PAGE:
I got spanked by science this morning…
Laura Carstensen, a “lifespan researcher”, says she knows why the elderly are happier than the young. Though their bodies and minds are weaker and less reliable than ever before, and though they experience loss much more frequently, many elderly are happier than ever because they’ve mastered “attention management.”
“To a greater extent than younger individuals, seniors recall POSITIVE memories, entertain PLEASANT thoughts, seek our and retain FAVORABLE information, search for and gaze at HAPPY faces, and focus on UPSIDES…
Seniors with the best attention management skills (those good at orienting to and staying fixed on positive material) show the greatest mood enhancement. Those with poor such skills, however, can’t extricate themselves from their tribulations. They are the ones who experience mood degeneration as they age. They are also the ones who account for the misguided stereotype of the elderly as irascible and sour — because the grumpy are just more conspicuous than the contented.”
Dr. Sonja Lyubomirsky studies human happiness. Her life’s work is figuring out what habits might lead to happiness. Turns out the habits that lead to happiness are habits that turn our attention toward the positive. It’s a short list that doesn’t included watching the news or scrolling through Facebook every day.
Count your blessings. Sonja’s research has proven that beginning the day with gratitude reorients us toward thankfulness all day. She suggests writing down what we’re thankful for each morning to turn our attention to what’s right in our lives.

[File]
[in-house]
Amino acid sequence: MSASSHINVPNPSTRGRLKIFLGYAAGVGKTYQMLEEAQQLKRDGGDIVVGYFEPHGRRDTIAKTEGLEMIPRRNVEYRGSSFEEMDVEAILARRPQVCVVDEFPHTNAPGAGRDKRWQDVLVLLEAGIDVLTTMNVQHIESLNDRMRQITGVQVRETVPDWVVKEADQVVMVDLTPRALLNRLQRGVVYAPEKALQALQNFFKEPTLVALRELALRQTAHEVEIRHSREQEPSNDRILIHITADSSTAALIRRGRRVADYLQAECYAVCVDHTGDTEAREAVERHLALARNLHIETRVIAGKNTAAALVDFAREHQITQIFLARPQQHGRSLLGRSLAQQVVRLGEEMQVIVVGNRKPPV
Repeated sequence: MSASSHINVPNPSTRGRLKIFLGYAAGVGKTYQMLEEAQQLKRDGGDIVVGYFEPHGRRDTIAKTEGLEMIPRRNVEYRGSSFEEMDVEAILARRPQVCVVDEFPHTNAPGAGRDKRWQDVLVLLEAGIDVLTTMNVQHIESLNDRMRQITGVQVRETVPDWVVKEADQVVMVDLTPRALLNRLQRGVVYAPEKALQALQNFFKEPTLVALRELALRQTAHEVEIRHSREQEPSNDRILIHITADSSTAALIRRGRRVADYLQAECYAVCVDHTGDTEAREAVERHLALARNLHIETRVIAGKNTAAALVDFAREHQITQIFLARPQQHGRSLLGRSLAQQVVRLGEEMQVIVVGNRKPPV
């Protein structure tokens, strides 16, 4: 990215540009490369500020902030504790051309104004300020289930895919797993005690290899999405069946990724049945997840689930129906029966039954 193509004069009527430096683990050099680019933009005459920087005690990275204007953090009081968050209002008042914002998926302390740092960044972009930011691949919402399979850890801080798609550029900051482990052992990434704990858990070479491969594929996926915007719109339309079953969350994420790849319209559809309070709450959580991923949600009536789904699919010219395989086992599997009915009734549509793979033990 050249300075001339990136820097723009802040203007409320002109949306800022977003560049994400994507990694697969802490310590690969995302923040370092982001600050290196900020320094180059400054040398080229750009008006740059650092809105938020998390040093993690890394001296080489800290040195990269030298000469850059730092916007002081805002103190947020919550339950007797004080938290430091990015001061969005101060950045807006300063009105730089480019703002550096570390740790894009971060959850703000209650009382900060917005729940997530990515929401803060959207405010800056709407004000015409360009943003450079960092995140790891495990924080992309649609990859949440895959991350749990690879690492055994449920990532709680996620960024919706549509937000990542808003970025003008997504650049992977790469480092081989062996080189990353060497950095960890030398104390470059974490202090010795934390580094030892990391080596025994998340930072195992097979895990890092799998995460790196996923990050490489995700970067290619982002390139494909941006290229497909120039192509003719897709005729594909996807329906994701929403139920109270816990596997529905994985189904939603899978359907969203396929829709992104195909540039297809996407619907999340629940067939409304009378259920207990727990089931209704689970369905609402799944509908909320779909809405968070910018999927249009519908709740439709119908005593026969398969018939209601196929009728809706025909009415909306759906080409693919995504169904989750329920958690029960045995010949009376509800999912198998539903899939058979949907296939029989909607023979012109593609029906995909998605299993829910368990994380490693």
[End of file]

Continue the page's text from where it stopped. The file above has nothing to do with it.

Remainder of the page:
Choose beforehand to look for the positive in every situation, event and person we’ll encounter. Choose BEFORE the stress arrives to look for the good in it, to interpret the actions of others in the most positive way possible, to find something beneficial about every inconvenience. This changes what we pay attention to throughout our day.
Avoid the avoidable negative influences. The keyword here is “avoidable.” Not every negative influence is avoidable but Facebook is. “Deliberately limit time spent dwelling on problems or on unhealthy comparisons with others,” Sonja writes.
Philippians 4:8-9 puts it this way: “…whatever is true, whatever is honorable, whatever is right, whatever is pure, whatever is lovely, whatever is of good repute, if there is any excellence and if anything worthy of praise, dwell on these things. The things you have learned and received and heard and seen in me, practice these things, and the God of peace will be with you.”